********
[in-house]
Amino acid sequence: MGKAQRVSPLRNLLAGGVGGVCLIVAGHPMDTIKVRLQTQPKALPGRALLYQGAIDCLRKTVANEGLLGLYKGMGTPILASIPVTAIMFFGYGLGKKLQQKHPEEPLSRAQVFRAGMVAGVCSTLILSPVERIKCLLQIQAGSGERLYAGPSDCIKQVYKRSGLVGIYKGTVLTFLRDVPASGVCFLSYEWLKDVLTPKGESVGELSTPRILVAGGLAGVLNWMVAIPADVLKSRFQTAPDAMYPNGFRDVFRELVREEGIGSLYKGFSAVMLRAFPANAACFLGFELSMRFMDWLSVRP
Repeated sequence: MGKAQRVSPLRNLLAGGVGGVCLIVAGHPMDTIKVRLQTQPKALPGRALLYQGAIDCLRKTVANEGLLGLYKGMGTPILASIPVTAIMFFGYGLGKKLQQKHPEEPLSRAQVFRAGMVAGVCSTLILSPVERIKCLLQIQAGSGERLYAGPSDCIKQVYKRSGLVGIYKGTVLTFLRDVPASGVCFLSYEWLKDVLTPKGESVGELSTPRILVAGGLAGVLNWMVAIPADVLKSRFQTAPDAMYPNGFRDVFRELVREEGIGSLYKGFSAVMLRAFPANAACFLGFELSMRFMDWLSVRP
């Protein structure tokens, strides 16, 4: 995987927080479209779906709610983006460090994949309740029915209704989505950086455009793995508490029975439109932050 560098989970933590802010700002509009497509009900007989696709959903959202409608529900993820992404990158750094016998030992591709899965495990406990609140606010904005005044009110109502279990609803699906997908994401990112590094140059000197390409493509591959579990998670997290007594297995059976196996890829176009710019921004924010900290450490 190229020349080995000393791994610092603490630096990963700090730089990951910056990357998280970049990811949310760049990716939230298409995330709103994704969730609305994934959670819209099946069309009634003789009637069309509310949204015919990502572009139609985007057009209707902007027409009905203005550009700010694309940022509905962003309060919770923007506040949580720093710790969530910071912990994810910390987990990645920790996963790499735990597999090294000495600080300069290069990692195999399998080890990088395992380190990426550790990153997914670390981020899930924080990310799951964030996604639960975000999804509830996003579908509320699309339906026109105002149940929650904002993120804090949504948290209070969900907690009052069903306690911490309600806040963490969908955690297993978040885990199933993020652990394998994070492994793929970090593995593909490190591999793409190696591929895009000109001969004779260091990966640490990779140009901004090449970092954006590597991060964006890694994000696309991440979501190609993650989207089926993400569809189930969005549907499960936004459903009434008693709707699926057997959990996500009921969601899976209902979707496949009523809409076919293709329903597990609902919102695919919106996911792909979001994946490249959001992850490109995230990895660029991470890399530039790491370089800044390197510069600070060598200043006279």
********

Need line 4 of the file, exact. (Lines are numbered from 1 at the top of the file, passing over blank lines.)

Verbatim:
């Protein structure tokens, strides 16, 4: 995987927080479209779906709610983006460090994949309740029915209704989505950086455009793995508490029975439109932050 560098989970933590802010700002509009497509009900007989696709959903959202409608529900993820992404990158750094016998030992591709899965495990406990609140606010904005005044009110109502279990609803699906997908994401990112590094140059000197390409493509591959579990998670997290007594297995059976196996890829176009710019921004924010900290450490 190229020349080995000393791994610092603490630096990963700090730089990951910056990357998280970049990811949310760049990716939230298409995330709103994704969730609305994934959670819209099946069309009634003789009637069309509310949204015919990502572009139609985007057009209707902007027409009905203005550009700010694309940022509905962003309060919770923007506040949580720093710790969530910071912990994810910390987990990645920790996963790499735990597999090294000495600080300069290069990692195999399998080890990088395992380190990426550790990153997914670390981020899930924080990310799951964030996604639960975000999804509830996003579908509320699309339906026109105002149940929650904002993120804090949504948290209070969900907690009052069903306690911490309600806040963490969908955690297993978040885990199933993020652990394998994070492994793929970090593995593909490190591999793409190696591929895009000109001969004779260091990966640490990779140009901004090449970092954006590597991060964006890694994000696309991440979501190609993650989207089926993400569809189930969005549907499960936004459903009434008693709707699926057997959990996500009921969601899976209902979707496949009523809409076919293709329903597990609902919102695919919106996911792909979001994946490249959001992850490109995230990895660029991470890399530039790491370089800044390197510069600070060598200043006279």